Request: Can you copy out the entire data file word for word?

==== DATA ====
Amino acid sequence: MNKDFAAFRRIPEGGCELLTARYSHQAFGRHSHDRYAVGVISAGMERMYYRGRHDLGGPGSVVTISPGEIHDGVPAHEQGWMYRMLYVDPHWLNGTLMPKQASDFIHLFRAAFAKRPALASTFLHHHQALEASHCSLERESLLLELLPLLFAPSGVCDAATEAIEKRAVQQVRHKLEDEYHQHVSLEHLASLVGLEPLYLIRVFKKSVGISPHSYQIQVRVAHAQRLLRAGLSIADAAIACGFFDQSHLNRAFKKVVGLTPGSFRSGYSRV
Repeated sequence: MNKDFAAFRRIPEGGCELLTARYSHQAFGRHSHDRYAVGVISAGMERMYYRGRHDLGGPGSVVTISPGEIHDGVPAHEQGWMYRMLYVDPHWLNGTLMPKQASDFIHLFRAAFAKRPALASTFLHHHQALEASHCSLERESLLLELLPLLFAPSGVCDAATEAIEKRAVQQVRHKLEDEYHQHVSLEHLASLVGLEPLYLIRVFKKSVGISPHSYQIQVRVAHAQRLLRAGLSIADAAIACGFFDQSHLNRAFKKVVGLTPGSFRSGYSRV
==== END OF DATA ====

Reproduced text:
Amino acid sequence: MNKDFAAFRRIPEGGCELLTARYSHQAFGRHSHDRYAVGVISAGMERMYYRGRHDLGGPGSVVTISPGEIHDGVPAHEQGWMYRMLYVDPHWLNGTLMPKQASDFIHLFRAAFAKRPALASTFLHHHQALEASHCSLERESLLLELLPLLFAPSGVCDAATEAIEKRAVQQVRHKLEDEYHQHVSLEHLASLVGLEPLYLIRVFKKSVGISPHSYQIQVRVAHAQRLLRAGLSIADAAIACGFFDQSHLNRAFKKVVGLTPGSFRSGYSRV
Repeated sequence: MNKDFAAFRRIPEGGCELLTARYSHQAFGRHSHDRYAVGVISAGMERMYYRGRHDLGGPGSVVTISPGEIHDGVPAHEQGWMYRMLYVDPHWLNGTLMPKQASDFIHLFRAAFAKRPALASTFLHHHQALEASHCSLERESLLLELLPLLFAPSGVCDAATEAIEKRAVQQVRHKLEDEYHQHVSLEHLASLVGLEPLYLIRVFKKSVGISPHSYQIQVRVAHAQRLLRAGLSIADAAIACGFFDQSHLNRAFKKVVGLTPGSFRSGYSRV